The Christian pilot getting Covid-19 vaccines to the remotest parts of Lesotho
On 23 March, Grant Strugnell delivered the first doses of Oxford/AstraZeneca vaccine to a mountainside clinic near Kuebunyane, the most remote airstrip in Lesotho. Kuebunyane comprises several remote villages with a combined population of more than 62,000 and is an eight-hour overland journey from the nearest hospital facility in Qachas Nek. By land, the journey involves a steep, four-hour hike across a deep valley to reach the nearest road, followed by a four-hour drive to Qachas Nek. In that time, the vaccines would have spoiled.
After Grant flew in nurses from the Lesotho Flying Doctor Service, 60 health workers received their first Covid-19 vaccination. Many walked across mountainous terrain from surrounding villages to reach Kuebunyane, which is 2,293 metres above sea level.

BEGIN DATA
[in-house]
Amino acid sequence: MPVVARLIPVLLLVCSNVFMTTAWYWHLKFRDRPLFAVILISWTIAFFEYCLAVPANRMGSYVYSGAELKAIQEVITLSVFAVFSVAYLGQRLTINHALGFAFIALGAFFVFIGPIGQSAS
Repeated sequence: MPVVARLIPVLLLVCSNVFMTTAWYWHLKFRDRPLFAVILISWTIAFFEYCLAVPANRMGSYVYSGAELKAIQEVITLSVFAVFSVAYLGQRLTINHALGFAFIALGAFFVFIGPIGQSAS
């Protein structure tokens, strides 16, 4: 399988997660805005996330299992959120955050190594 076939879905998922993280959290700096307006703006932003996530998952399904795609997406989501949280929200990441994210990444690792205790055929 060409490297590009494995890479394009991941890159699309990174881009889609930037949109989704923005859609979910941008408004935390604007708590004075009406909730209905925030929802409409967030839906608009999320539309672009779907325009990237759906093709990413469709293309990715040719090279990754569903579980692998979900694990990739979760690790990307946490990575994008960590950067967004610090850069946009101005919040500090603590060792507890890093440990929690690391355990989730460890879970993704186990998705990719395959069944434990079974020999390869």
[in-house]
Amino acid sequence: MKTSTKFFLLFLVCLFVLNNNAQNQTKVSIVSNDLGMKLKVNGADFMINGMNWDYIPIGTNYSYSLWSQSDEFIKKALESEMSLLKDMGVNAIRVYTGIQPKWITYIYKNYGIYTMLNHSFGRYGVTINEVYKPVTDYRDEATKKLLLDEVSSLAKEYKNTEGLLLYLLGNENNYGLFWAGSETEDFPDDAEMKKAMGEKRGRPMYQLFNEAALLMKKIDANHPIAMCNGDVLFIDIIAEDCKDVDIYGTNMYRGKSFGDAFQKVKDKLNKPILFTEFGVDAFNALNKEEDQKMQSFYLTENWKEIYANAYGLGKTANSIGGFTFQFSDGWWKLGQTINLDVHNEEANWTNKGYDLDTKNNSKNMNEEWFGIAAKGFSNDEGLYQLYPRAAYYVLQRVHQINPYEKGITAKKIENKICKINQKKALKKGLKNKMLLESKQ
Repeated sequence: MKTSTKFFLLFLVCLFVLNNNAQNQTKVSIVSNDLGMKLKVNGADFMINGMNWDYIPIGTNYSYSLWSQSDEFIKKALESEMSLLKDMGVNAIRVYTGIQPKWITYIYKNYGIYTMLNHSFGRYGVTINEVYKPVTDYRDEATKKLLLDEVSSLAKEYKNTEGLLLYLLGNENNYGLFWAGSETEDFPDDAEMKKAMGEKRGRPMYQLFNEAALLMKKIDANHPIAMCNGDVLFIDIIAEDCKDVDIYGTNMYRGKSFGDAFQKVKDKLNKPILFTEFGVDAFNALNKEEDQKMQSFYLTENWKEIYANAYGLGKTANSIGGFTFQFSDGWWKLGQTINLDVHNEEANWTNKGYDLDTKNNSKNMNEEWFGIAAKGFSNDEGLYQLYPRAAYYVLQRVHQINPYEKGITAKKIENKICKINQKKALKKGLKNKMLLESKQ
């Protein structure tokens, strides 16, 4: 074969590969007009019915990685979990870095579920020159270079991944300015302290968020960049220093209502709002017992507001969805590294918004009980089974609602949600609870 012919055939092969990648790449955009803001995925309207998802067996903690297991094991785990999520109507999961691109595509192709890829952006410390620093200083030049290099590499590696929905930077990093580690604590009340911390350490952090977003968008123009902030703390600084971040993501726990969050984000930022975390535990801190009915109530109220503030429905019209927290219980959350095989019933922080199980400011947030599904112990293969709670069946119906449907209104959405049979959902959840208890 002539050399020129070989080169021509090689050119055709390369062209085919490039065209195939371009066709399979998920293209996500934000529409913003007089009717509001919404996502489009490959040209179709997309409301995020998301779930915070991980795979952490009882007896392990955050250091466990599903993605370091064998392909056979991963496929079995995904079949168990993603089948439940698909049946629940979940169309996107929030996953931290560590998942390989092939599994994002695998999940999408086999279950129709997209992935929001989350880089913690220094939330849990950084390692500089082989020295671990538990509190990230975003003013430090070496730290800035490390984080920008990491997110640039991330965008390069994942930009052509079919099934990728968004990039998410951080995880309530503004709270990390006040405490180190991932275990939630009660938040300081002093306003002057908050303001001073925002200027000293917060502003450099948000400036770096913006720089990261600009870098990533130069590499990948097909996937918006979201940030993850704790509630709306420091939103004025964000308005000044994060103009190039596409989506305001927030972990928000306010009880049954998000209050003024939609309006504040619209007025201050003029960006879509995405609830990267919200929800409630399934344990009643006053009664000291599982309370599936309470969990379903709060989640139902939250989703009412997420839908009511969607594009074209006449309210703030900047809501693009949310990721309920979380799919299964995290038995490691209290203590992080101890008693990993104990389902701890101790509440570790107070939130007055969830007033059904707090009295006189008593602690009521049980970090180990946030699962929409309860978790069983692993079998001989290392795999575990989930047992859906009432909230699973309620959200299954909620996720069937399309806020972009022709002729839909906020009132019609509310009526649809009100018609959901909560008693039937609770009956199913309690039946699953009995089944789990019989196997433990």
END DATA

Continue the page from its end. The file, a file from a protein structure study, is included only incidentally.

The 30-minute flight from Maseru, the capital of Lesotho, is the only way to complete the delivery. It would be impossible by road because the AstraZeneca vaccine must maintain a temperature between 2C and 8C. Specially designed cooler bags are stowed alongside PPE and other medical equipment in the Cessna 206 aircraft to ensure a safe cold chain throughout the journey.
Grant is working with the Christian agency Mission Aviation Fellowship (MAF), which provides flights for more than 1,500 development organisations in 25 countries. MAF planes make, between them, 360 flights a day in developing countries, making it the world’s largest humanitarian airline…
This is an extract from an article published in the May 2021 edition of Reform